Wright: "strong need": a philosophy that distinguishes between the substantially true and the merely correct must itself be substantial.
I 275
WrightVsBoghossian: the details: the move from (ii) to (iii) is a modus tollens on the right left section of the disquotation scheme (DS):
(I) A > "A" is true.
Question: can we safely assume that this principle is at least correct when both truth and correctness are involved? No: if A is just correct, the claim that "A" is true will at best reflect its status incorrectly!
Decisive: for the transition from (ii) to (iii) is the relevant substitute for "A": "S" has the truth condition that "P" is a sentence which, according to minimalism of meaning, allows only correctness and not truth.
Negation/WrightVsBoghossian: the proposal actually assumes that ""A" is true" should be complementary to the negation of A in the latter sense.
A perfectly reasonable counterproposal, however, is that A should be much more complementary to the strict notion of the former negation.
Then, in the event that A is merely correct, the assessment of ""A" is true" is also correct and the application of the truth predicate will generally be conservative.
WrightVsVs: but now there are problems to be found elsewhere: the transition from (i) to (ii): the seemingly unassailable principle that only a sentence with a truth condition can be true would have the form of the conditional:

(II) "A" is true > "A" has a truth condition

I 276/277
And any conservative matrix for ""A" is true" jeopardizes this principle in the case where A is not truthful but correct. Because then the conservative matrix will rate ""a" is true" as correct.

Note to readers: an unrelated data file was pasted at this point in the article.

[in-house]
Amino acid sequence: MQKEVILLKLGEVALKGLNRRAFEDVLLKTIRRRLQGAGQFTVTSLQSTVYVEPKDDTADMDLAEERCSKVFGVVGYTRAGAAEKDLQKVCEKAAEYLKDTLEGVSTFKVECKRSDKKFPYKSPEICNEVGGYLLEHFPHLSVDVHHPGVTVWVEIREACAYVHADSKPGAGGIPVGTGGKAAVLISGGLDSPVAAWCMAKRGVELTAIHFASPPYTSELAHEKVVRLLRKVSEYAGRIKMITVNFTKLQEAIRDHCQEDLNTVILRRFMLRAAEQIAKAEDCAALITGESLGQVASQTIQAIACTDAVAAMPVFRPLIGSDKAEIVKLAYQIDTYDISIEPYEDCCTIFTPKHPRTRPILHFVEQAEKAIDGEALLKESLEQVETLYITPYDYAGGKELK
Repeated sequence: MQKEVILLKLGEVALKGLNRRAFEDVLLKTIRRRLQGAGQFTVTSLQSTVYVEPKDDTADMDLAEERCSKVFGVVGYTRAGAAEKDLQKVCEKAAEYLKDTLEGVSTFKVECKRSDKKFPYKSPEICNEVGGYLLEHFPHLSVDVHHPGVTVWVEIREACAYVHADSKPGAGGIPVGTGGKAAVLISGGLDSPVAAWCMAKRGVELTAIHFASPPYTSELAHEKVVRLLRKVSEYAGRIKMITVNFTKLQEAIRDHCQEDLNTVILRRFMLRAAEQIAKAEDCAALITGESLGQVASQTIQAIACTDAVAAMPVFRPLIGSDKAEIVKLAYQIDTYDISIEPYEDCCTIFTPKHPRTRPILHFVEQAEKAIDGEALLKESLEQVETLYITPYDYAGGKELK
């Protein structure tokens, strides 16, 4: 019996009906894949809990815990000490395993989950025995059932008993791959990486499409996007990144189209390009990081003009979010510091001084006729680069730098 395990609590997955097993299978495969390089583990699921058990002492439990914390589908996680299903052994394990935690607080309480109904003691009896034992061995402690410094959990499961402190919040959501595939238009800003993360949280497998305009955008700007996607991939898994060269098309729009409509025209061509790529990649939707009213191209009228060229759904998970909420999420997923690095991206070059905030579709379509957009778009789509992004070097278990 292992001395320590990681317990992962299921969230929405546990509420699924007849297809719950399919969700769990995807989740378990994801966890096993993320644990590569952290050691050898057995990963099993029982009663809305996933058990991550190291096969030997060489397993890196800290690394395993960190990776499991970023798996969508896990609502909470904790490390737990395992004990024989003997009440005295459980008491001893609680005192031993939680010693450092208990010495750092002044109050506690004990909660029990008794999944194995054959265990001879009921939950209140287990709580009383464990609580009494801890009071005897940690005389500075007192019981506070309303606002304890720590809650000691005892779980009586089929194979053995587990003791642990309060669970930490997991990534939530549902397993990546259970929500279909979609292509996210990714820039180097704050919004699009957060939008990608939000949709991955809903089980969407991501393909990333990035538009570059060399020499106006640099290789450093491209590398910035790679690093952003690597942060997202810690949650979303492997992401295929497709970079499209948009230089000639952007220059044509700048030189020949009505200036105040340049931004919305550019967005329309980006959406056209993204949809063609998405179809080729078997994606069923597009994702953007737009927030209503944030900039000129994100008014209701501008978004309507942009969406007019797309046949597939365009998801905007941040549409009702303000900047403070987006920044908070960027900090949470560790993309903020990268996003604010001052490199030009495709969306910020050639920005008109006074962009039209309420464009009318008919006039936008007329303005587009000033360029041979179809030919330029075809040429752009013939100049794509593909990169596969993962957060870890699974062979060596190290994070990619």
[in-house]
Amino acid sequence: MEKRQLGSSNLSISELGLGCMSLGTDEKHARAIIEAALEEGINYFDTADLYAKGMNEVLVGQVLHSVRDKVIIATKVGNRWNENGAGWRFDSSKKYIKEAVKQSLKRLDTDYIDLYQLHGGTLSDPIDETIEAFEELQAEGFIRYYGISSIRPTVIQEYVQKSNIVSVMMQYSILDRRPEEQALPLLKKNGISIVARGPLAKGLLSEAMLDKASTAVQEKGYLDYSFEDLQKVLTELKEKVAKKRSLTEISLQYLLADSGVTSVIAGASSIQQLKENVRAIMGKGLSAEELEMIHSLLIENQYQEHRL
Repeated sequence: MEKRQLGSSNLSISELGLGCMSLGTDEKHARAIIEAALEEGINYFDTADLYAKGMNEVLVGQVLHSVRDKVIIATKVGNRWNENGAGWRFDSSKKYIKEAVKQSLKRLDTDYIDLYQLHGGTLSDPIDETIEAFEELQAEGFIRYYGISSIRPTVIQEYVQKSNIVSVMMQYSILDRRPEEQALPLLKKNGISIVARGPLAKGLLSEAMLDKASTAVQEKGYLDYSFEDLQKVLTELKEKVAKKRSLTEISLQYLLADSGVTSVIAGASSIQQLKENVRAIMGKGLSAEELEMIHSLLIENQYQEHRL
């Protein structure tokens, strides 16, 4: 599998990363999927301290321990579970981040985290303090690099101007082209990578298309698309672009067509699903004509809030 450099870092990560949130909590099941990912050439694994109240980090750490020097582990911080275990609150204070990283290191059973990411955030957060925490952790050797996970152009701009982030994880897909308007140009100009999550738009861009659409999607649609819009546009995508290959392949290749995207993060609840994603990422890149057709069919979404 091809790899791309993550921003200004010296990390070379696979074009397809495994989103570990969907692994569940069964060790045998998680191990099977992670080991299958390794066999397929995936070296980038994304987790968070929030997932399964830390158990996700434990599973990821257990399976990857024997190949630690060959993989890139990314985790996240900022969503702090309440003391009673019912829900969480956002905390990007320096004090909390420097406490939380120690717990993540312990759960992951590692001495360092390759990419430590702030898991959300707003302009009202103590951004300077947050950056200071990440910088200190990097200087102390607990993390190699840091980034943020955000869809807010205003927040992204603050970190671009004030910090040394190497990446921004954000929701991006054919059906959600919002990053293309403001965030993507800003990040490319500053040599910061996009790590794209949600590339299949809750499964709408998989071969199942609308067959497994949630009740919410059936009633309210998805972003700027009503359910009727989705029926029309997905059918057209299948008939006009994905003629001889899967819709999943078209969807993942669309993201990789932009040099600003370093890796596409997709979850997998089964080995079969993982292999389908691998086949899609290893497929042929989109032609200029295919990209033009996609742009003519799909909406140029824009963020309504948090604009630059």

The consequence (II) that "A" has a truth condition (a fact that makes it true) will then probably be incorrect.
I 277/278
WrightVsBoghossian: Conclusion: If the matrix (truth table) for "true" is not conservative, then the citation scheme fails in the decisive direction for the transition from (ii) to (iii), If, on the other hand, the matrix is conservative, the principle that only a sentence with a truth condition is true fails in view of premise (i). (The sentence is incorrect).
Finally, if premise (i) is not allowed, there is no argument at all.
I 293
Deflationism: any significant sentence (i.e. a sentence with a truth condition) is suitable for deflationary truth or falsehood. But if truth is not deflationary, "true" must refer to a substantial property of statements.
(Deflationism: Truth is not a property).
WrightVsBoghossian: his problem is that he must reconcile both. Is the reasoning not simply a game of "refers to a property"? (to avoid truth as property.)

WrightCr I
Crispin Wright
Truth and Objectivity, Cambridge 1992
German Edition:
Wahrheit und Objektivität Frankfurt 2001

WrightCr II
Crispin Wright
"Language-Mastery and Sorites Paradox"
In
Truth and Meaning, G. Evans/J. McDowell Oxford 1976

WrightGH I
Georg Henrik von Wright
Explanation and Understanding, New York 1971
German Edition:
Erklären und Verstehen Hamburg 2008